Jealousy is presented as a tragic flaw in Othello—a destructive emotion that brings down an otherwise good man.
Iago, ever on the lookout for people's weaknesses, realizes that Othello—a strong, brave, and honest commander, supremely confident in his career—is insecure in the arena of love. A black man in a racist society and a middle-aged man in an ageist society, he worries that his lovely young wife doesn't truly love him. Iago ruthlessly exploits this fear. He manipulates events to suggest (though he pretends to do so reluctantly) that the handsome Cassio is sleeping with Desdemona. Othello falls for it and "honor kills" his wife as a result.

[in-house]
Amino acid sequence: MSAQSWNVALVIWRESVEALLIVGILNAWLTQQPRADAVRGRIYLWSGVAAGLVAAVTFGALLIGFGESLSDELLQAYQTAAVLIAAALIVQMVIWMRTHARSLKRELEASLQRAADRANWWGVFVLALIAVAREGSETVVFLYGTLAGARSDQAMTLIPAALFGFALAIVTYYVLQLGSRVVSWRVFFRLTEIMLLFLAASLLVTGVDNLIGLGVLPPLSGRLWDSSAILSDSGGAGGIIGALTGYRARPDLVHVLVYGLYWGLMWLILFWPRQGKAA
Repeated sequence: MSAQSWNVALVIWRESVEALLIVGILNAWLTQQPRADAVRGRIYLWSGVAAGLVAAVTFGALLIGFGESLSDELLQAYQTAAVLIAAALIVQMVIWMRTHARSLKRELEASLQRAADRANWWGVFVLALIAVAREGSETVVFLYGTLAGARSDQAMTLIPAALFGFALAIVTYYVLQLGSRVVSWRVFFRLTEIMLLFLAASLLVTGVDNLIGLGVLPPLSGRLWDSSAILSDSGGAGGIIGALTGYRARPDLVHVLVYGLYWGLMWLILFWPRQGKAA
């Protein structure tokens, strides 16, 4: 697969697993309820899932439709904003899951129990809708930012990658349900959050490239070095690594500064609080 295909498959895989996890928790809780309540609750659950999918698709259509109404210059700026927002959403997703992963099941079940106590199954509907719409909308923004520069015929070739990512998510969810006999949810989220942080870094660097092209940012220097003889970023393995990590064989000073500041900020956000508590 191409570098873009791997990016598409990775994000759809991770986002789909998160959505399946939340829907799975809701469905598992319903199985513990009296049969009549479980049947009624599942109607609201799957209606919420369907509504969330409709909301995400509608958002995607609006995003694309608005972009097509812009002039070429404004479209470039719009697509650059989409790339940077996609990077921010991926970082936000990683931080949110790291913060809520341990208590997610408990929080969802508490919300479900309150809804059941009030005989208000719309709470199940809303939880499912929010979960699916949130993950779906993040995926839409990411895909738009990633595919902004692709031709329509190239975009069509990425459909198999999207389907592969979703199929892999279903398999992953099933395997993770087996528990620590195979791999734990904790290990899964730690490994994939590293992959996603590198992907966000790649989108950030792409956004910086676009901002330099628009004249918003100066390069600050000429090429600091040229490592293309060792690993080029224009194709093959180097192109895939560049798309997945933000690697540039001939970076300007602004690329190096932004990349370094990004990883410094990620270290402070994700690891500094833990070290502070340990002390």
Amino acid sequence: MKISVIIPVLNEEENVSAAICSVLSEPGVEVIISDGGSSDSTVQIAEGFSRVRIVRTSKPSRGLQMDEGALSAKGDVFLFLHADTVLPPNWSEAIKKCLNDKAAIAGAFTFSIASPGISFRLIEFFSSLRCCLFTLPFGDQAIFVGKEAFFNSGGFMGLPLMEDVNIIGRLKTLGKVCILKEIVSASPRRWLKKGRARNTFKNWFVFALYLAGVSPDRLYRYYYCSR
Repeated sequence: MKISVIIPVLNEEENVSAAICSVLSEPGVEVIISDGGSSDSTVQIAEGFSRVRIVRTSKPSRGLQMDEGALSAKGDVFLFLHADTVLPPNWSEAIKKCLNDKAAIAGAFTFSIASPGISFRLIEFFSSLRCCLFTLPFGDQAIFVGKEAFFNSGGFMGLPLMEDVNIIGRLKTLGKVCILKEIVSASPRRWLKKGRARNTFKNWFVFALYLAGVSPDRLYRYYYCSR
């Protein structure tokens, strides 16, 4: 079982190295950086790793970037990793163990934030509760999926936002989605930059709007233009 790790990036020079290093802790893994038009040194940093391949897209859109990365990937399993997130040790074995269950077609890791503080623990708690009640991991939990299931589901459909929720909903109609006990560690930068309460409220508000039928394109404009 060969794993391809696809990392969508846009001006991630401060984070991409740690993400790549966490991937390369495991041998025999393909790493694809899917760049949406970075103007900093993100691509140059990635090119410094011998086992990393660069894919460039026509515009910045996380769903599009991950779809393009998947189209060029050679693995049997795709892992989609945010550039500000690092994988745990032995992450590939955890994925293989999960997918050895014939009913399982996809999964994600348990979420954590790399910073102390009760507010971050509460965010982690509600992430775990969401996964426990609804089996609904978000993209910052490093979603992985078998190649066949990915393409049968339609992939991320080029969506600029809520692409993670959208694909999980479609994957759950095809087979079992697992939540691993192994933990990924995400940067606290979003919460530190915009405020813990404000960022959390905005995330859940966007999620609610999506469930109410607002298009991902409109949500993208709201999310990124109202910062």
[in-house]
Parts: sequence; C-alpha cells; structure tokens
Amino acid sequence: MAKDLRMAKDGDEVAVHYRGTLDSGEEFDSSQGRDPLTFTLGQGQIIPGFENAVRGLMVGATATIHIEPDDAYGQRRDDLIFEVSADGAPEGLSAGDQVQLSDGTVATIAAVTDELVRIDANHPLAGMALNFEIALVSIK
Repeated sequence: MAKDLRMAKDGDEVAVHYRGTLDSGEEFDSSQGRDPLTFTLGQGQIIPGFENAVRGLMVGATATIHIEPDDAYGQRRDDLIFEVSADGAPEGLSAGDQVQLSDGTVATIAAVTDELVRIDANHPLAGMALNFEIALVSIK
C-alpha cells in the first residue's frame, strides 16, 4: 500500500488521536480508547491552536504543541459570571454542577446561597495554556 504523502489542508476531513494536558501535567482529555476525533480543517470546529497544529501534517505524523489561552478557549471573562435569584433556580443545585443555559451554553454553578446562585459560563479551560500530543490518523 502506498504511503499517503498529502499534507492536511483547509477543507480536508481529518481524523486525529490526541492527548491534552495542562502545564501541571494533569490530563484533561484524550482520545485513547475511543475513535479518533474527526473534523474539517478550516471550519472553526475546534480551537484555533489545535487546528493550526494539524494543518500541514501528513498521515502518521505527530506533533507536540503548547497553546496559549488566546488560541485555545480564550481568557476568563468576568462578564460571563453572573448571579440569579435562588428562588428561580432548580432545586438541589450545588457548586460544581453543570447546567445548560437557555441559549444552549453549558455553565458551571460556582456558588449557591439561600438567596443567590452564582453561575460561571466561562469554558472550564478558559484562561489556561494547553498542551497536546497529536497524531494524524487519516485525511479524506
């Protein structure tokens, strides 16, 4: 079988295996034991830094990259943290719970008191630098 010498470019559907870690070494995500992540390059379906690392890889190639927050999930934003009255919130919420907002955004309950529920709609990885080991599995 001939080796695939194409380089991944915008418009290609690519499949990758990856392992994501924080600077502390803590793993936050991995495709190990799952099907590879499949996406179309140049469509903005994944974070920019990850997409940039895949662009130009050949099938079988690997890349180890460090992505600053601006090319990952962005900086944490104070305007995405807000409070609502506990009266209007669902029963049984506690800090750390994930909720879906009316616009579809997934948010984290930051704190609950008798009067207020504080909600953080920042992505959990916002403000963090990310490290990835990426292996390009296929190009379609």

Shakespeare shows that jealousy is a "monster," a destructive emotion that grows out of all proportion to any reality and destroys lives. It clouds our judgment and becomes a form of madness.
Iago, too, can be seen as a jealous character. It appears as if Iago is so filled with anger and bile that he is looking for any excuse to hurt...
(The entire section contains 3 answers and 712 words.)